Unsustainable fishing is a major global challenge. According to the UN Food and Agriculture Organization (FAO), 29% of global fisheries have been fished beyond sustainable limits and a further 61% are fully exploited.
In the early 90s the impact of unsustainable fishing on the marine environment and seafood supplies was of grave concern to many around the world. This concern was heightened by the collapse of Canada's Grand Banks cod fishery in 1992 which led to over 35,000 fishers and plant workers from over 400 coastal communities losing their jobs. In response to this and to avert similar fishing catastrophes in the future, the Marine Stewardship Council (MSC) was formed.
The Marine Stewardship Council (MSC)'s vision is of the world's oceans teeming with life - today, tomorrow, and for generations to come. A sustainable seafood market is crucial to making this vision a reality. The MSC uses certification and ecolabelling to recognise and reward sustainable fishing and influence the choices people make when buying seafood. The MSC programme enables everybody to play a part in securing a healthy future for our oceans.
By purchasing and selling MSC-certified seafood products, you are helping to encourage and reward responsible fishing. MSC-labelled products can be traced back to fisheries that have been independently certified as sustainable to the world's most recognized and credible standard for sustainable wild fishing, the MSC Fisheries Standard. Today, there are more than 280 MSC certified fisheries in over 35 countries.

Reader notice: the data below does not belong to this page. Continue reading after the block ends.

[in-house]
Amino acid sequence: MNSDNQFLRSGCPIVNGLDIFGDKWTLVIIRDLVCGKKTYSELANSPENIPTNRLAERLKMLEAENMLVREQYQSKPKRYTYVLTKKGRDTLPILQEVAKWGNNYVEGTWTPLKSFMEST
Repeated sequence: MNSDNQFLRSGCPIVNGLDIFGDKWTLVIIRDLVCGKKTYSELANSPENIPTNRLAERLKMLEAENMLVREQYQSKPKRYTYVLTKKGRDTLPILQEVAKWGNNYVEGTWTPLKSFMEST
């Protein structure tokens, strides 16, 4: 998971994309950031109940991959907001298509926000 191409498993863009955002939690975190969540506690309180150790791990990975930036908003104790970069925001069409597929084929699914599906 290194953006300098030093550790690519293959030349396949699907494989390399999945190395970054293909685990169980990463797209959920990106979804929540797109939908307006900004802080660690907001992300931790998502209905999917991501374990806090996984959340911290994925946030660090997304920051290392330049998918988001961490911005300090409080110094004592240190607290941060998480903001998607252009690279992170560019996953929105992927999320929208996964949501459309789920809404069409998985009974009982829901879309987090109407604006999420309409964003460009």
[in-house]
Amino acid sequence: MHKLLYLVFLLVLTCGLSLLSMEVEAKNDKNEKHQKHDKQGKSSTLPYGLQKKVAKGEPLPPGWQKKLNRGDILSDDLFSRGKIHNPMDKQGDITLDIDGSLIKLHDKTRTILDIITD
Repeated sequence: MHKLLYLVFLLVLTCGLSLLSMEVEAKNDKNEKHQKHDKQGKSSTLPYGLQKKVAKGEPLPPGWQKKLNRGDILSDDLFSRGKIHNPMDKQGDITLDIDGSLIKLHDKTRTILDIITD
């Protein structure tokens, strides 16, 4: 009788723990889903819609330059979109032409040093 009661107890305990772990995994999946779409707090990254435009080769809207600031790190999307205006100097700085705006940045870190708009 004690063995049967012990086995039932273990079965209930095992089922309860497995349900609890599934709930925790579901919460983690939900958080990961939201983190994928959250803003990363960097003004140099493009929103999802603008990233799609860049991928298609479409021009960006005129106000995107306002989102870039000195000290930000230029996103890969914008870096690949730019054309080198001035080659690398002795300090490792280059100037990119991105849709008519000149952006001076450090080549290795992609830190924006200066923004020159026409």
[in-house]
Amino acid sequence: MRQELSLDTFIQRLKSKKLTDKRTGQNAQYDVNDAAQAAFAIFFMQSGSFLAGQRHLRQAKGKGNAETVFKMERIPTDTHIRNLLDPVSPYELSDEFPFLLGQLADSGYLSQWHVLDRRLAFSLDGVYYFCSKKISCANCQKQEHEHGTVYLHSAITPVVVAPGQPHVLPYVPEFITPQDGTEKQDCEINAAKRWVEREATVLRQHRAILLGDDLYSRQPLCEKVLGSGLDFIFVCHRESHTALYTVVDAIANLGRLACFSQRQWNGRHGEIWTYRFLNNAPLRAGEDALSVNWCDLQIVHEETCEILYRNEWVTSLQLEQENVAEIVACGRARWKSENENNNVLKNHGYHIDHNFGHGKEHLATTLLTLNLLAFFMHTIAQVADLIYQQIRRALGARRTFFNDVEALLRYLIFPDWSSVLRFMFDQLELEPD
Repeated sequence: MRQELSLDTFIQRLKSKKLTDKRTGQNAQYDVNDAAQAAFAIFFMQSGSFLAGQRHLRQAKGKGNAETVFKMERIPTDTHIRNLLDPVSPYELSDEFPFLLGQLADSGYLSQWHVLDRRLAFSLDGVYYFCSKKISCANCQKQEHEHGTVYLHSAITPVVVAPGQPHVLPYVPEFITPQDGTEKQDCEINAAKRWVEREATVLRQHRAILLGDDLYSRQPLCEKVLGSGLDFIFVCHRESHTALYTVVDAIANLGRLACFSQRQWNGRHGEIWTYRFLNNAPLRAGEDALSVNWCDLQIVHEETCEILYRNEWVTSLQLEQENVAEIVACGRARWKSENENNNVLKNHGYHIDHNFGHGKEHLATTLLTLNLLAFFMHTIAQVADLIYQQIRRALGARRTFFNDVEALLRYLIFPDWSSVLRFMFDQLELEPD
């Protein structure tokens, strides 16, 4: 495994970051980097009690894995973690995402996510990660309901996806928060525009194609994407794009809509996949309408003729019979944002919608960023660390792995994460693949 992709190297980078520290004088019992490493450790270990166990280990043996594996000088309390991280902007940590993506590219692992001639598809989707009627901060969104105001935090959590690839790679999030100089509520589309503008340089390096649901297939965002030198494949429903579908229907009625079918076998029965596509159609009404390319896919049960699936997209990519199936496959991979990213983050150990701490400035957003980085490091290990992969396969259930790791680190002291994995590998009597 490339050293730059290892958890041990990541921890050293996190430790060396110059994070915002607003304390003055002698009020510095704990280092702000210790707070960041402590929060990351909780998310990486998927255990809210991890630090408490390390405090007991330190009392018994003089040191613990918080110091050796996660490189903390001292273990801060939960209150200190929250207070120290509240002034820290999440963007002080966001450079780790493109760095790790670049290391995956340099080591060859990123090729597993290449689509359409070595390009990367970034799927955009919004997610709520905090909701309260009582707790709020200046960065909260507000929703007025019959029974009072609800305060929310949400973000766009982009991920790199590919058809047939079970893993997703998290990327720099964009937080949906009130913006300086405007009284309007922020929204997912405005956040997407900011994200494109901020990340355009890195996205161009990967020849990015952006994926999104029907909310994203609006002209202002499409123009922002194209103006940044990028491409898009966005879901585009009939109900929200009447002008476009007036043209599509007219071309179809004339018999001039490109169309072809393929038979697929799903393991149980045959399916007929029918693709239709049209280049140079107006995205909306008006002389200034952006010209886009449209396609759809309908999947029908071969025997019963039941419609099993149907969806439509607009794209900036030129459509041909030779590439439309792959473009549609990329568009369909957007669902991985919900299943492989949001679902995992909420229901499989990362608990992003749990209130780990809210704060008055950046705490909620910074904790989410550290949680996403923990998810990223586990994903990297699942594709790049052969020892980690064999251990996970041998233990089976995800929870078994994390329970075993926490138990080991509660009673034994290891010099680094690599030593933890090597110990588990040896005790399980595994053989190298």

These fisheries are ensuring that fish are caught at levels that ensure fish populations and the ecosystems on which they depend remain healthy and productive. They have a combined annual seafood production of almost nine million metric tonnes, representing close to 10% of annual global yields.
As more consumers, restaurants, retailers and processors choose MSC-certified seafood, more fisheries are encouraged to seek to improve and embrace the opportunities that a higher demand for sustainable seafood can deliver. Many make improvements in the way they fish the oceans in order to achieve certification. This is where real and lasting change can be delivered.
The retail market value of MSC-labelled seafood has more than doubled since 2009 to US$4.8 billion in 2013/14. McDonald's, Whole Foods Market, Lidl, Sainsbury's and Carrefour are just a few of the brands selling MSC certified seafood. Frozen seafood brands, Findus, Iglo and Frosta have also committed to use the MSC ecolabel.
Supplements and oils are an important area of growth for the MSC. In the last five years, the number of fish oil products carrying the MSC ecolabel has grown from just 11 to over 361. In terms of volume this represents an increase of 3,000%, from eight tonnes in 2009/10 to more than 260t in 2014/15.
This growth has been most significant in the US, which now accounts for more than 85% total sales of MSC-certified supplements by volume. As a result, consumers now have a greater choice of fish oil supplements derived from certified sustainable fisheries.
Over 20,000 seafood products worldwide carry the blue MSC label. More than 3,200 supply chain organisations are certified to handle MSC certified products.
All companies that wish to process, handle or sell MSC certified seafood, must be certified to the MSC Chain of Custody Standard. Independent certification bodies carry out an assessment to these requirements.